Decentralized Clinical Trials .. are the answer?

February 3, 2021

   Clinical trials will determine winners and losers of digital health  


   Some of the best benefits of digital health for consumers are increased access and lowering cost. But the goal post for getting clinical proven and regulated digital health products into consumers hands is anything but accessible or inexpensive. What does it take to become clinically validated and regulatory approved?  

   Clinical research.  

   Running a trial demands collaboration between pharma, clinical research organizations (CROs), hospitals, payers, patients, caregivers, providers and other ancillary services aimed to support patients during their time on trial. Traditional clinical trials are costly, historically inaccessible to non-white males and research is centered mostly around well funded indications (eg. Oncology). During the pandemic, monthly participation in clinical trials dropped by 50%, spurring a huge investment in decentralized clinical trials (DCT).  

   DCTs are centered on using health technology, such as telemedicine, weareables, eConsent and home health coordination. The benefits of the DCT approach is reduction in overall trial cost and time by easing site management, study burden of patients traveling to sites and centralizing data collection. Reducing patient burden has the potential to improve recruitment, reduce drop-out rates, improve compliance and save sponsors billions of dollars by getting to market faster. Most importantly, DCTs have the power to improve diversity numbers by decentralizing the location of trials sites thus expanding the patient population pool.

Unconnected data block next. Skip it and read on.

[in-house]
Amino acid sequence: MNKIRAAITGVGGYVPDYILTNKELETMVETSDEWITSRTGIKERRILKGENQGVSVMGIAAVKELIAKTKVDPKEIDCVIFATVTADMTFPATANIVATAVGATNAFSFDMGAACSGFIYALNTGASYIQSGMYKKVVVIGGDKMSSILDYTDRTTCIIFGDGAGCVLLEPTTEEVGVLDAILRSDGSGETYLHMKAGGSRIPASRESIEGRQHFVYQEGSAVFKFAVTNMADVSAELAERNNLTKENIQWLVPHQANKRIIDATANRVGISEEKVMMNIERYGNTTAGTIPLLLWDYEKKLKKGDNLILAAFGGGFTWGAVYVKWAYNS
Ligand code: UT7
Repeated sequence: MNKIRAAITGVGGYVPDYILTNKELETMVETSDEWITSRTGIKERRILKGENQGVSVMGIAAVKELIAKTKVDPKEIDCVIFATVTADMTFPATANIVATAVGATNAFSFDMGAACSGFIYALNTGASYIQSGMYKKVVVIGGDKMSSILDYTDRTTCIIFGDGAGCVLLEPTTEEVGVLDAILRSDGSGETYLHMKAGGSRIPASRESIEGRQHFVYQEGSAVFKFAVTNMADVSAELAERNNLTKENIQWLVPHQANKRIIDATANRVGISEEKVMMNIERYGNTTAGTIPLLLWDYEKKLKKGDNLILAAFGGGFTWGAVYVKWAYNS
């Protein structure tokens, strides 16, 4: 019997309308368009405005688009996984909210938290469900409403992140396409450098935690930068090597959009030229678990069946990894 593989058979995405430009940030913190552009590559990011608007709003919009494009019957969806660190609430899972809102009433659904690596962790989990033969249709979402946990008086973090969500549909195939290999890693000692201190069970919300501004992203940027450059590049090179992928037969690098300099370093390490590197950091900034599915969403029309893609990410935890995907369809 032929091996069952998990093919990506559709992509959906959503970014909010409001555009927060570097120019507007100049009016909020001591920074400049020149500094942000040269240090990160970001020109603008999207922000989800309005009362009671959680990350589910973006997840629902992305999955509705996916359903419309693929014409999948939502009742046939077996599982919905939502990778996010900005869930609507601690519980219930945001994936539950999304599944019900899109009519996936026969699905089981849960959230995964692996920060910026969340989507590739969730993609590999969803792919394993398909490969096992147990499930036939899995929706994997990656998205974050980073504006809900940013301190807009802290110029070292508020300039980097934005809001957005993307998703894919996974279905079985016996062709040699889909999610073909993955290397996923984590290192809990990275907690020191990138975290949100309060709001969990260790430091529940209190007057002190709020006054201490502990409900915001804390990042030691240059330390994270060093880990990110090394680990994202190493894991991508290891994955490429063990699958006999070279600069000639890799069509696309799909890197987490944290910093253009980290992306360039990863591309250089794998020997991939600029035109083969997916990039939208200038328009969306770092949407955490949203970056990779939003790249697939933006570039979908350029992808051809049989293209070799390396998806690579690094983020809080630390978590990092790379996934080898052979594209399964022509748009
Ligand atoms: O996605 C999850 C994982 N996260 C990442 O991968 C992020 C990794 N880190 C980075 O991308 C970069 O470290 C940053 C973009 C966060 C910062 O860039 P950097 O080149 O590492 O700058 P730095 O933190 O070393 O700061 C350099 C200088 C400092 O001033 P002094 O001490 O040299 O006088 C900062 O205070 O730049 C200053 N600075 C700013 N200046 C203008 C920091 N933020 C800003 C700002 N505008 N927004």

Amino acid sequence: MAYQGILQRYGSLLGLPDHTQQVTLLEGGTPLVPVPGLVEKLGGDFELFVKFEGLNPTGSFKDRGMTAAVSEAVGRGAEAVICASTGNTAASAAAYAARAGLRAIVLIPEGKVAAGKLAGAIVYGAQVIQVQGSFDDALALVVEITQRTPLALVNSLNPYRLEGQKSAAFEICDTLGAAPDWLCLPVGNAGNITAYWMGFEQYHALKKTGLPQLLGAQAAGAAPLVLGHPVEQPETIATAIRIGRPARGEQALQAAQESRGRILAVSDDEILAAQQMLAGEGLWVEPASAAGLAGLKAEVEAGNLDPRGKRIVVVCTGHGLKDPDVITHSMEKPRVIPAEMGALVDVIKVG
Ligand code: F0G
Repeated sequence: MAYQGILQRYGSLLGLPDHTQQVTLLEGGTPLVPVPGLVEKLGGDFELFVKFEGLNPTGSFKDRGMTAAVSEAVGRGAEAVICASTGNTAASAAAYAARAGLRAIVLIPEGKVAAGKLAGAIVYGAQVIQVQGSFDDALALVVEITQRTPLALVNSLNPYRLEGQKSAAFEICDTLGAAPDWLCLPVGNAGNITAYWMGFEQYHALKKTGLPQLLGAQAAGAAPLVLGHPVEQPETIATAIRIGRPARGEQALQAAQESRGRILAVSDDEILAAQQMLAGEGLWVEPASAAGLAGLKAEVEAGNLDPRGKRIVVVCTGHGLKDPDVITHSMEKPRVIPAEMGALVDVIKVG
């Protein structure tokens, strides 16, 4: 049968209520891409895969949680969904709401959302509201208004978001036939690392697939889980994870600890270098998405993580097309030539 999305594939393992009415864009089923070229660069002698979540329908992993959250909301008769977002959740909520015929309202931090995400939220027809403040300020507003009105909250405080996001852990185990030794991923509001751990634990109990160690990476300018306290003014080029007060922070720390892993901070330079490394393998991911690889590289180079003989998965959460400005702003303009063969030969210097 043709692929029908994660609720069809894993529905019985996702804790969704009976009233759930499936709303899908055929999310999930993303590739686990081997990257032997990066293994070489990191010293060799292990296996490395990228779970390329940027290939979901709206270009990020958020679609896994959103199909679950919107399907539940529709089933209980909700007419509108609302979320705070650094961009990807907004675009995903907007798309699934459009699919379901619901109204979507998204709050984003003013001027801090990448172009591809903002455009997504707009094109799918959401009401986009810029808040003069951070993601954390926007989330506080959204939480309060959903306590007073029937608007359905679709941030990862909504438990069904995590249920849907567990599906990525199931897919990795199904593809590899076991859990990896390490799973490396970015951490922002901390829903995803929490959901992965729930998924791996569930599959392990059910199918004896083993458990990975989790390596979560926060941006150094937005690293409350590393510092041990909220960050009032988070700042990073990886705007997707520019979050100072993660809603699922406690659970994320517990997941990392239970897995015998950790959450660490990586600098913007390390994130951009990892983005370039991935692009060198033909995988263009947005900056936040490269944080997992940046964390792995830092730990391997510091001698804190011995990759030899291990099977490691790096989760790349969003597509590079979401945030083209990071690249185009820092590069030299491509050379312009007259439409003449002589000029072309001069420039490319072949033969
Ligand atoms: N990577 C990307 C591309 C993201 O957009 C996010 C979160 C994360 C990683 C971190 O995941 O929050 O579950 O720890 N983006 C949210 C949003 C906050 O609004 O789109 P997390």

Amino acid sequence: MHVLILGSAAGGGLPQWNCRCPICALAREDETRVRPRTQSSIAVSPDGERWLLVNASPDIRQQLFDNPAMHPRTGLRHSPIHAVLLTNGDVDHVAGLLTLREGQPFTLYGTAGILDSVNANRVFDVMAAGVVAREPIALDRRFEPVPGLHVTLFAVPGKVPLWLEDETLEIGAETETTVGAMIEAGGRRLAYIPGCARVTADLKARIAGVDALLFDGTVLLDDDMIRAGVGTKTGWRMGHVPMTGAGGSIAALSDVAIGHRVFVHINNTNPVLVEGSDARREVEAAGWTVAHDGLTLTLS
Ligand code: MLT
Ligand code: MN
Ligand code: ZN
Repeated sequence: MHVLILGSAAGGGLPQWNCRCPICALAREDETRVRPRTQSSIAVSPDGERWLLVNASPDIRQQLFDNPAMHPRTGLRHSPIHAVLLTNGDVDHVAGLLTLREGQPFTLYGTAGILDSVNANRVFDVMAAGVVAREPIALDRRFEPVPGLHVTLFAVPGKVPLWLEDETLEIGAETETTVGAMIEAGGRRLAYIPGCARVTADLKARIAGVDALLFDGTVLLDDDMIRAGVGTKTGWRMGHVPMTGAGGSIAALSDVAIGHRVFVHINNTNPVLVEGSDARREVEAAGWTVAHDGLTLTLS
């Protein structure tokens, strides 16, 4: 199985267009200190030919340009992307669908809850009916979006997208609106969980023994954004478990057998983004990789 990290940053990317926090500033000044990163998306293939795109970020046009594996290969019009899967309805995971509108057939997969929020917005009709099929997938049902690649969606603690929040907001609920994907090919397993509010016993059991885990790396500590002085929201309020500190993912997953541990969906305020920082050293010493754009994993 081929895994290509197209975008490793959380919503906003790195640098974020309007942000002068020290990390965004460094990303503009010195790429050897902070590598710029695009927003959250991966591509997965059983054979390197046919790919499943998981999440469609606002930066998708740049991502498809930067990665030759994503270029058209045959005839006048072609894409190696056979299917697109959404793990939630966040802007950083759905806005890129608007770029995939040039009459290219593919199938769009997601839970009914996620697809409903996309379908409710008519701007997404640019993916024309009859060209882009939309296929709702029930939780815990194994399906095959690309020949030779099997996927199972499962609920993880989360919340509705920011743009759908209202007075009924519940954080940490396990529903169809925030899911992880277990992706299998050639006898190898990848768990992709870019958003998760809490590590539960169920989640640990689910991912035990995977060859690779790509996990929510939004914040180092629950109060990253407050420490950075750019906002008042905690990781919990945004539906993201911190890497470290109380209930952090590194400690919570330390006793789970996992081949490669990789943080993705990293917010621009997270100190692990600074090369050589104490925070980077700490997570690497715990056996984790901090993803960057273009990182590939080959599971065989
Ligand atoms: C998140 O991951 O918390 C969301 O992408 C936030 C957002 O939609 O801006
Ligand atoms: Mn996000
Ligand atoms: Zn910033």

But running a decentralized trial doesn't come without challenges. DCTs are heavily reliant on patient reported outcomes, require transparent consent practices that detail access to trial data and must navigate vendors privacy and compliance practices.  

   Still, big pharma is spending heavily on digital health for the long term. Merck's venture capital arm has invested in four digital health companies, Huma Therapeutics has spent $33 million and Sanofi signed a $30 million dollar agreement.  

    Only time will tell if more digital health companies position themselves as DCT partners.  

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